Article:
Article Published: 8/24/2022
As counselors, one way that we ensure the safety of the public is through mandated reporting of suspected abuse, neglect, domestic violence, and other unsafe environments. According to the Centers for Disease Control and Prevention, about 1 in every 7 children has experienced abuse or neglect, and the total lifetime economic burden of child abuse and neglect in the United States in 2018 was $592 billion.
Although other professionals, including health care providers, school and law enforcement personnel, social workers, day care providers, and others, are also legally required to report these circumstances, the laws differ from state to state.
This month we interviewed Malti Tuttle, PhD, NCC, NCSC, LPC, CPCS, associate professor and school counseling program coordinator in Auburn University’s Department of Special Education, Rehabilitation, and Counseling. Dr. Tuttle co-authored the 2019 The Professional Counselor article “A Child Abuse Reporting Framework for Early Career School Counselors” with Lacey Ricks, PhD, NCC, and Margie Taylor, PhD, LPC, LPC-S. The article addresses how a lack of reporting procedures, fear of repercussions, and limited training in identifying types of abuse can cause distress among early career school counselors and stresses the importance of having a collaborative framework to help counselors with these processes.
When building this sort of framework, first and foremost it is imperative for counselors to understand that mandated reporting is a legal and ethical mandate, Dr. Tuttle says.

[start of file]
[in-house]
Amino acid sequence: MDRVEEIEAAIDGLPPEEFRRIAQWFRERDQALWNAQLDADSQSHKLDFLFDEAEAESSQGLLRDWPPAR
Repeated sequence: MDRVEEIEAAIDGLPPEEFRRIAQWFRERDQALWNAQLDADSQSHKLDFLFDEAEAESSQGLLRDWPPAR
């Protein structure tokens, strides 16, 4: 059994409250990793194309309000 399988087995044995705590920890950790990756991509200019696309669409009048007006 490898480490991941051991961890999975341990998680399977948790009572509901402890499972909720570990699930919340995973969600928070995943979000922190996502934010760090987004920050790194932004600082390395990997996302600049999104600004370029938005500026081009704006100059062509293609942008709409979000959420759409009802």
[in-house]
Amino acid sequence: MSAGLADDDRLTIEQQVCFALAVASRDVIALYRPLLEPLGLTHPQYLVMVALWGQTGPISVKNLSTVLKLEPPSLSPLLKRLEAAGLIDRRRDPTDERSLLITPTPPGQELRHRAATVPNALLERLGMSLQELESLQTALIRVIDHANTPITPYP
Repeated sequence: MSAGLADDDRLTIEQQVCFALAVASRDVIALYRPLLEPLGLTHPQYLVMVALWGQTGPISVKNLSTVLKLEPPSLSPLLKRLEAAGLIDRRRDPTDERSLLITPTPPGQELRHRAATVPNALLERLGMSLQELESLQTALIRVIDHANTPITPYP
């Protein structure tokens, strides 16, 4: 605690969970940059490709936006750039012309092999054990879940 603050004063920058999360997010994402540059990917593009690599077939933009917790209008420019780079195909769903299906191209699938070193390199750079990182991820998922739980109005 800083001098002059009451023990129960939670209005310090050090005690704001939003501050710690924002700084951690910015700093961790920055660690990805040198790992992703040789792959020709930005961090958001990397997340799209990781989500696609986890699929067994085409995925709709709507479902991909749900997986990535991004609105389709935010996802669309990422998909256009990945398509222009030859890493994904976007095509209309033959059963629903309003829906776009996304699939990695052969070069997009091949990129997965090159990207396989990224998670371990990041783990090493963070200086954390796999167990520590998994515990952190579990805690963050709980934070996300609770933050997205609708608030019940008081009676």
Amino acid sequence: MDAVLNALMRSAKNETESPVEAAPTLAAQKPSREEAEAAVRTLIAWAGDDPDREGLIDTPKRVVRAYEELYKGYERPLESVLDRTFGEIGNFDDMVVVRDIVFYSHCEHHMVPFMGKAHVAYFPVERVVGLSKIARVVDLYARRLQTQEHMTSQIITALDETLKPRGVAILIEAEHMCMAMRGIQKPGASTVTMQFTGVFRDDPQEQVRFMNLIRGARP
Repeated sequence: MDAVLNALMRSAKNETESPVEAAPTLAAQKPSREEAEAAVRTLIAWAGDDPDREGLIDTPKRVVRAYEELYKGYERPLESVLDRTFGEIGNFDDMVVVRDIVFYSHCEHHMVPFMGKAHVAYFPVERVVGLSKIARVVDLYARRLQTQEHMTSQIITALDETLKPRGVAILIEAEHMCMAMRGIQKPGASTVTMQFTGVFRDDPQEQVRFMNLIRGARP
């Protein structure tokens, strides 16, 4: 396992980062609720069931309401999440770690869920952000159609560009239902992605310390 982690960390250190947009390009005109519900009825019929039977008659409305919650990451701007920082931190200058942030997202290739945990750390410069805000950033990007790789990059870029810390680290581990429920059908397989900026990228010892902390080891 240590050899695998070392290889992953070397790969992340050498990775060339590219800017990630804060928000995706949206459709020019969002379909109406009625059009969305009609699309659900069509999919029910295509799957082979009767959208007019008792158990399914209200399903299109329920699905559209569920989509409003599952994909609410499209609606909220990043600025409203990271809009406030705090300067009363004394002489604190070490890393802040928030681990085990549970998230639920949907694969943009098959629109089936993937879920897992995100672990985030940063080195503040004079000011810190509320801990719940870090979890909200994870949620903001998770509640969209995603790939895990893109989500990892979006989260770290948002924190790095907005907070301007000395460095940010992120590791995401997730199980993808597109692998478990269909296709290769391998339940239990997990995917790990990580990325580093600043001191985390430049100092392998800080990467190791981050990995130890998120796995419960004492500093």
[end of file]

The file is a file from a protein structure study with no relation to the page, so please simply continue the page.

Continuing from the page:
“You must identify and know the laws, know your school district’s protocol, and know what procedures your state has in place for reporting suspected child abuse. Examine current protocols, and if there aren’t any, bring key personnel and stakeholders together to develop a protocol. Seek training for everyone who is employed at the school level, and build partnerships with school administrators and personnel, law enforcement, your district’s attorneys, CPS supervisors, and child advocacy centers.”
Because policies, procedures, and state laws for reporting requirements differ from state to state and may change, being well-informed in this area is crucial.
“Definitely stay current by attending trainings, asking your district to provide annual trainings and meetings with CPS and law enforcement,” Dr. Tuttle says. “Request for the district’s attorney to meet with school counselors to provide updates and information on state laws. And if you move to another district and/or state, don’t assume their policies, procedures, protocols, or laws are the same as your previous district. Also, keep up to date with your professional associations because they provide vital training on topics that are imperative such as ethics, mandated reporting, advocacy, and maintaining the safety of students. For example, the American School Counselor Association just revised their ethical standards, including the section on child abuse.”
As counselors become more informed, they can then share what they’ve learned with other school employees through trainings, literature, handouts, and other resources.
Counselors interested in designing child abuse prevention programs in their schools should look at what may already be available in their district, Dr. Tuttle says, adding that there are some existing evidence-based programs in place that may be helpful to research.
“Another suggestion is to collaborate with outside agencies,” she says. “Several agencies have programs available to schools and are willing to partner with them.”
Counselors must create a feeling of safety and trust with those they serve to do their best work, minimizing undue harm and taking particular care of those who are vulnerable. Any reasonable suspicion of maltreatment should be reported immediately—and properly—so that it can be investigated. Mandated reporting is a moral, ethical, professional, and legal obligation that saves lives.
“Schools counselors absolutely must remain active in receiving and seeking mandated reporter training,” Dr. Tuttle stresses, “keeping up with new laws and reporting procedures, maintaining membership in professional associations, building partnerships with stakeholders and community agencies, consulting, and advocating for their students.”
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